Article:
Manistee residents weigh in on possible Meijer move-in

Meijer representatives answer questions from community members at Thursday's planning commission meeting.

The parking lot at the Manistee Township Hall was packed on Thursday evening as dozens of residents packed tightly inside to hear what superstore Meijer representatives had to say about their potential building plans, during the Manistee Township planning commission meeting.

The retail giant owns 20 acres of land on the Southeast corner of U.S. 31 and M-55; the possible site for the new business.

Though Meijer says that the process is in it's early stages of development, and that they have not made a final decision on whether or not to build in Manistee, people had plenty of questions to ask.

"The residents had some fantastic comments, very good questions," said Rob Carson, Manistee County planning officer. "Some of them were rather difficult questions to answer and I think that they were very accurate in being able to describe good solid answers to those questions. And when they weren't able to answer those questions, they were able to provide information to the residents to get back to them and provide answers to them in the future."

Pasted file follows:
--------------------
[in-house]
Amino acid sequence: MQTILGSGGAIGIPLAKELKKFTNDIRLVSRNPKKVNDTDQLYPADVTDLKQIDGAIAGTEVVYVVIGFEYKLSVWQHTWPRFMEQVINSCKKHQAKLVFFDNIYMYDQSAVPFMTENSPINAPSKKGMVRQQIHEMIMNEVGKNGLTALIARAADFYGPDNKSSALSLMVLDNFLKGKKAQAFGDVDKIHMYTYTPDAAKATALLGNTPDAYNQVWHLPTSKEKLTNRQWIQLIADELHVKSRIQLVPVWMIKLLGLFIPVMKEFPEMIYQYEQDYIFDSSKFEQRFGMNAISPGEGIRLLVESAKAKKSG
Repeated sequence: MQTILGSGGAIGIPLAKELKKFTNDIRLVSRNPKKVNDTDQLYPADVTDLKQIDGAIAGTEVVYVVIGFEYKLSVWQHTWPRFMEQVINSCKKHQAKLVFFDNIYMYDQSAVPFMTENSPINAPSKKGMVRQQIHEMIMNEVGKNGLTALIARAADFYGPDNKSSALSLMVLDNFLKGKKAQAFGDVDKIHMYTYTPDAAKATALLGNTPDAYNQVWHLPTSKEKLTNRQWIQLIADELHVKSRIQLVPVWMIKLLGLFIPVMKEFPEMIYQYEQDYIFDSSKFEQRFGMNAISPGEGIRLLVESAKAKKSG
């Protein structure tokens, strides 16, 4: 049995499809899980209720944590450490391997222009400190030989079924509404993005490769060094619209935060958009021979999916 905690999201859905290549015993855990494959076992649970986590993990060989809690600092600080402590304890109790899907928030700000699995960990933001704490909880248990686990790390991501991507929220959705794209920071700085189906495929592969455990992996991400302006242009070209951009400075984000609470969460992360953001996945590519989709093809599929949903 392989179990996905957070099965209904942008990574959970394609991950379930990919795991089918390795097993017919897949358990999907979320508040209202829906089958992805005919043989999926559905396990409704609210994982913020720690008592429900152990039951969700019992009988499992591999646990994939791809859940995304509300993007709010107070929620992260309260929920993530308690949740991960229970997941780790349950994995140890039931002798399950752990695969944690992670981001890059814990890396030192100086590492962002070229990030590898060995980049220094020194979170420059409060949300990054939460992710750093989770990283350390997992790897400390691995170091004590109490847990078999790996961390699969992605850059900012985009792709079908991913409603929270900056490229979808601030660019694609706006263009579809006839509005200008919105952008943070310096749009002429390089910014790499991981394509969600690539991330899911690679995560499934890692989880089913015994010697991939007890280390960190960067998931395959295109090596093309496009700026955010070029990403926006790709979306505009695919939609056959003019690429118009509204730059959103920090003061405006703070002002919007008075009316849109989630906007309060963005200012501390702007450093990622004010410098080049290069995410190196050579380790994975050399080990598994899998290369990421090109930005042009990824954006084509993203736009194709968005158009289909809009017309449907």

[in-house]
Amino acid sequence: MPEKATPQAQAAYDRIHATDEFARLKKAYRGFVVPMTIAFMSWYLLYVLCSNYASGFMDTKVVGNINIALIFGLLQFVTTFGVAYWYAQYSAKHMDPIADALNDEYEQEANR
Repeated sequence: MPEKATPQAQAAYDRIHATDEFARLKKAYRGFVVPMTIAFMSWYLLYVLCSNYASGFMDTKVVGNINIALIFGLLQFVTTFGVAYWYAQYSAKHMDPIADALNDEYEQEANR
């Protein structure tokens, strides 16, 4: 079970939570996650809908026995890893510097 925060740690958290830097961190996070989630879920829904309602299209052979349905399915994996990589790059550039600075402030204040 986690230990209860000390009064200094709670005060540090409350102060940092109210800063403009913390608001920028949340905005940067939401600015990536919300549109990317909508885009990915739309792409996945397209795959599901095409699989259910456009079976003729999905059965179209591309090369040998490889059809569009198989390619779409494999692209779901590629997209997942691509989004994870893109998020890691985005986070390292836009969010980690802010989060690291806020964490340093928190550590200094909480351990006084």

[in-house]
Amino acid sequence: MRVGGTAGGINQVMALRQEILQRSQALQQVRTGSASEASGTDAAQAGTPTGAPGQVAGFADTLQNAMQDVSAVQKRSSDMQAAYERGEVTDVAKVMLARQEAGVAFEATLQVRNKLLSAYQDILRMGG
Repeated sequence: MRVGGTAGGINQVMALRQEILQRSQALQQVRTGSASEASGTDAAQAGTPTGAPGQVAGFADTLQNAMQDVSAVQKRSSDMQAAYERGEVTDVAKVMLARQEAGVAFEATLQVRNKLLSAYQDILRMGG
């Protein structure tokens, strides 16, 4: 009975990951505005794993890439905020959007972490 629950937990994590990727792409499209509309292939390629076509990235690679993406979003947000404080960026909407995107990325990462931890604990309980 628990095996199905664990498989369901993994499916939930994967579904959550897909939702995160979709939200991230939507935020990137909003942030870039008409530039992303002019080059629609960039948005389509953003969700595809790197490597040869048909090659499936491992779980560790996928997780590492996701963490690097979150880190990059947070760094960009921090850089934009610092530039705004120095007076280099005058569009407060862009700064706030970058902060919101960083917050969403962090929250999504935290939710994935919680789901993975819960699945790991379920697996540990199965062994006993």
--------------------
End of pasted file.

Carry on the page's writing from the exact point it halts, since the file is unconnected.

One big concern at tonight's meeting was how this large store will affect the small businesses in Manistee.

"I think there's a lot of great opportunity with Meijer coming to our community," said Executive Director of Alliance for Economic Success in Manistee, Kathy Odair. "The EAS did an impact study a few years ago and realized there's over a $40 million leaking of retail sales going to either the East or South. To either Ludington or Cadillac. That doesn't even include Traverse City. So there is quite a need for retail opportunities within Manistee County."

Another common topic of discussion revolved around landscaping. Commissioners asked Meijer representatives about how they plan to come to agreements with the township on how much landscaping is required by the township ordinance. Carson says that Meijer is currently trying to use slightly less landscaping than what is required by the ordinance because of the large parking structure that will host nearly 700 parking spaces.

"The fact that many tree species can't survive in small islands in large areas of asphalt because of the heat island effect," said Carson. "You get radiated heat and it's just not healthy for the plants that are there."

Meijer also presented plans for a gas station, bottle return center, and gardening center at the meeting.

If everything is approved, Meijer hopes to begin construction at the end of 2013, and finish in the Spring of 2015.